2017-05-19 / Front Page

Police beef up patrols to focus on motorcycle safety

By Hector Gonzalez

Responding to increases in motorcycle and bicycle collisions, including more than 30 crashes in Camarillo involving motorcycles since 2014, extra deputies are being used this month to help enforce two-wheeled vehicle traffic laws, local police said.

The Camarillo Police Department is using grants from the state Office of Traffic Safety to put additional deputies on the road to watch out for drivers making illegal moves that could endanger motorcyclists, and also to patrol popular bicycle routes, Sgt. Sean Britt told the Camarillo Acorn.

“It’s not only targeting motorcyclists, but anything that would involve motorcycle safety,” Britt said Tuesday of the citywide enforcement operation.

In Camarillo, motorcycle crashes tend to occur more at intersections where there is no left turn arrow, but unsafe speed also contributed to several of the 31 crashes involving motorcyclists since 2014, Britt said.

Excessive speed caused Nathaniel Brown, a 29-year-old Ventura man, to lose control of his Harley-Davidson while negotiating a curve on Dawson Drive in November, Britt said. Brown, a Ventura College student who friends say was a talented artist, died from his injuries on Nov. 20, just days before Thanksgiving.

In April 2016, 23-year-old Camarillo resident Nadya Unger, who owned a pet grooming business in the city, died when the motorcycle she was riding on as a passenger crashed into the side of a Metrolink train at a Las Posas Road rail crossing.

The driver, 27-year-old Garrett Scott Vongunten of Camarillo, pleaded not guilty on April 19 to one felony count each of vehicular manslaughter and gross negligence causing great bodily harm. He was still in custody as of Thursday afternoon and is scheduled to appear in Ventura Court for a pretrial hearing May 25, according to court records.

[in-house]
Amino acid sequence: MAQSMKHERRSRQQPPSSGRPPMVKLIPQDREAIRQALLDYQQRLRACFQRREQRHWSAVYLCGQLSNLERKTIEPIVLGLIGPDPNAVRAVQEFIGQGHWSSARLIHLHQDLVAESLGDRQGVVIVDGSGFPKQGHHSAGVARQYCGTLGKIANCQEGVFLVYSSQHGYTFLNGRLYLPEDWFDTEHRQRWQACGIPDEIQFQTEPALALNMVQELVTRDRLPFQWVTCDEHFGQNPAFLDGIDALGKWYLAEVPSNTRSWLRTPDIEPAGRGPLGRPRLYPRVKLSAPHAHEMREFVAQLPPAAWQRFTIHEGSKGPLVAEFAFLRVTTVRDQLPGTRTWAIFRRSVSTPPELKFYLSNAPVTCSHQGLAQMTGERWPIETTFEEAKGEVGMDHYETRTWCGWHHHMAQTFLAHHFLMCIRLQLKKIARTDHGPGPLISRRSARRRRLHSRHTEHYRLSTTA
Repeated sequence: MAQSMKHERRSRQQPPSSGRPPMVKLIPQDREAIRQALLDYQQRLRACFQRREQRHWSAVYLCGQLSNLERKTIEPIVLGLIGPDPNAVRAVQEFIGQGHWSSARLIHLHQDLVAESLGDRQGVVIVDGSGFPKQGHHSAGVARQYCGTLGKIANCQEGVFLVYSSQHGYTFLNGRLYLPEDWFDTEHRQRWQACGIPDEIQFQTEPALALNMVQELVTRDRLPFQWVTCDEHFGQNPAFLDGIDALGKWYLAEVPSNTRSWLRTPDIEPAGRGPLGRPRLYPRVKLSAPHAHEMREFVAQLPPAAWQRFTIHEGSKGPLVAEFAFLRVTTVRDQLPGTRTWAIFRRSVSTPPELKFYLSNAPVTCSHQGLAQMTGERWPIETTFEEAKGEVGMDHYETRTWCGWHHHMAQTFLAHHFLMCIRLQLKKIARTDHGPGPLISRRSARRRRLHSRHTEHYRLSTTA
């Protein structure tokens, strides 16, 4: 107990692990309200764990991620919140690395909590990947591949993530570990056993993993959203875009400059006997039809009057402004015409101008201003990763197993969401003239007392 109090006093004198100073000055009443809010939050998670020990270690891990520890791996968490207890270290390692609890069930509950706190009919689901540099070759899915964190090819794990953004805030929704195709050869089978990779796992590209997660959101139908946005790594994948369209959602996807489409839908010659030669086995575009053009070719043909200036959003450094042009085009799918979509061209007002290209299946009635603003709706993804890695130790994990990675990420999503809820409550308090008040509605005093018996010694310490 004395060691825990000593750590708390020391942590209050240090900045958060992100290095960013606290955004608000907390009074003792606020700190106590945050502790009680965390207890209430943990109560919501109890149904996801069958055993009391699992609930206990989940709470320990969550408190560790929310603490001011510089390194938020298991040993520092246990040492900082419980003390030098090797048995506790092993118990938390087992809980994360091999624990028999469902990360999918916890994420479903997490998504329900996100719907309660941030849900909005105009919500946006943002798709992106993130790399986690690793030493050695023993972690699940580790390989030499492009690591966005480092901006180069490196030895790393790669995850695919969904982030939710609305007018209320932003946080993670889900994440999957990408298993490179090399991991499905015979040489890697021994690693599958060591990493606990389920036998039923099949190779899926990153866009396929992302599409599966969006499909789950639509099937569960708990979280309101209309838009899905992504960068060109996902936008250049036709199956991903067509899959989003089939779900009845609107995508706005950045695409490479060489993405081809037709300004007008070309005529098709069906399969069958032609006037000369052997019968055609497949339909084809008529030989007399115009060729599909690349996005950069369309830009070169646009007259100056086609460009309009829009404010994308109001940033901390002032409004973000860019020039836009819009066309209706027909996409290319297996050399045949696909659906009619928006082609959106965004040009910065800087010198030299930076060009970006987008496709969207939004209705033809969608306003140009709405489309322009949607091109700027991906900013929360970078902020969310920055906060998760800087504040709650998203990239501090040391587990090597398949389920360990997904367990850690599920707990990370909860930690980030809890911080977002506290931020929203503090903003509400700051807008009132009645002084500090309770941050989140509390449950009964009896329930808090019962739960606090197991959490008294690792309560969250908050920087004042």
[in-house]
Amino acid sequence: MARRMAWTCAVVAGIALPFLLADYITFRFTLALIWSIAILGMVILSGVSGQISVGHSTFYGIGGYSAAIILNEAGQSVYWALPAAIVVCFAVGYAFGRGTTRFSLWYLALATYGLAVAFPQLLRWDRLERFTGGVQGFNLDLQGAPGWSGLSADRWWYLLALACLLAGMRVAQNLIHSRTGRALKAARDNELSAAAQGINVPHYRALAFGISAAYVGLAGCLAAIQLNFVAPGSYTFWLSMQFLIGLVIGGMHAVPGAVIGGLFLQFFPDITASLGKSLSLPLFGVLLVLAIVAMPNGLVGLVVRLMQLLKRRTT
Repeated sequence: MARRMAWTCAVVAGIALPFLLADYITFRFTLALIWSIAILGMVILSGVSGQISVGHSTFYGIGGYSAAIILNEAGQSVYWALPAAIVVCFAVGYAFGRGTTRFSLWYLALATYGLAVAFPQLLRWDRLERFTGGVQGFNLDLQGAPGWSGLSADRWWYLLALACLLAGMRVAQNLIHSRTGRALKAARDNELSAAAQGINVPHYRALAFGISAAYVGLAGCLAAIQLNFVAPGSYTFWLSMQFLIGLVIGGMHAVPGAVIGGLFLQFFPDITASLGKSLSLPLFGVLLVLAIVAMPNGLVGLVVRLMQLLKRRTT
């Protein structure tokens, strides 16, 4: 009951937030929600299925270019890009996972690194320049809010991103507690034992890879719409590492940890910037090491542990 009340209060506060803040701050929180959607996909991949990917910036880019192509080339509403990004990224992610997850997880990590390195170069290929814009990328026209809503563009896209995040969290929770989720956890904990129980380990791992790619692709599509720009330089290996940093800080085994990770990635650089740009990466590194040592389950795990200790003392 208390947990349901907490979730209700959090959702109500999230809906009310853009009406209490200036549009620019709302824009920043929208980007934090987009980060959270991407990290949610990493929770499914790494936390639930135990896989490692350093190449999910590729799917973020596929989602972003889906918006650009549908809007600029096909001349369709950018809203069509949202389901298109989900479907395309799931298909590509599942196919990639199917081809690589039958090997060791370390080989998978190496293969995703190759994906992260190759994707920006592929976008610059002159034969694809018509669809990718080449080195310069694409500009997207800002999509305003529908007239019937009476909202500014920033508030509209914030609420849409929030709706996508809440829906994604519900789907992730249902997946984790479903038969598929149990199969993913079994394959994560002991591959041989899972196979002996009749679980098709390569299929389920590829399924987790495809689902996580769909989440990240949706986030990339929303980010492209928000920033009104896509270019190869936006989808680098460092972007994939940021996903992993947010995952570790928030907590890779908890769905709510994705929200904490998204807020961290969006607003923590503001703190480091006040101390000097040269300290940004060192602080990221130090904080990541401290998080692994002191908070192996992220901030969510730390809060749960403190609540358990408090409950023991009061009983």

A California Highway Patrol accident report said Vongunten had cocaine and marijuana in his system at the time of the crash.

Across the state, fatal motorcycle crashes have increased from a decade low of 365 deaths in 2010. In 2013, 463 motorcyclists died in crashes, jumping to 519 deaths in 2014, according to the most recent data from the state Office of Traffic Safety.

Nationally, more than 5,000 people died in motorcycle crashes on U.S. roads in 2015, 10 percent more than in 2014, the National Traffic Safety Administration reported in May 2016.

In a separate enforcement operation, extra deputies in Camarillo will patrol areas frequented by bicyclists and locations where bicycle collisions happen most, Britt said in a news release.

Deputies will enforce California’s “Move Over” law, which requires cars and other vehicles to yield a 3-foot minimum buffer when passing bicyclists on the road, he said.

According to data from the CHP, 21 traffic collisions involving bicyclists occurred in Camarillo and unincorporated areas last year, injuring 18 people.

Nationally, 817 bicyclists were killed in crashes with motor vehicles in 2015, a 13 percent increase from 2014, according to the Insurance Institute of Highway Safety.

Between 2006 and 2015, the average age of bicyclists killed in traffic crashes went up, from 41 in 2006 to 45 in 2015, the NHTSA reported.

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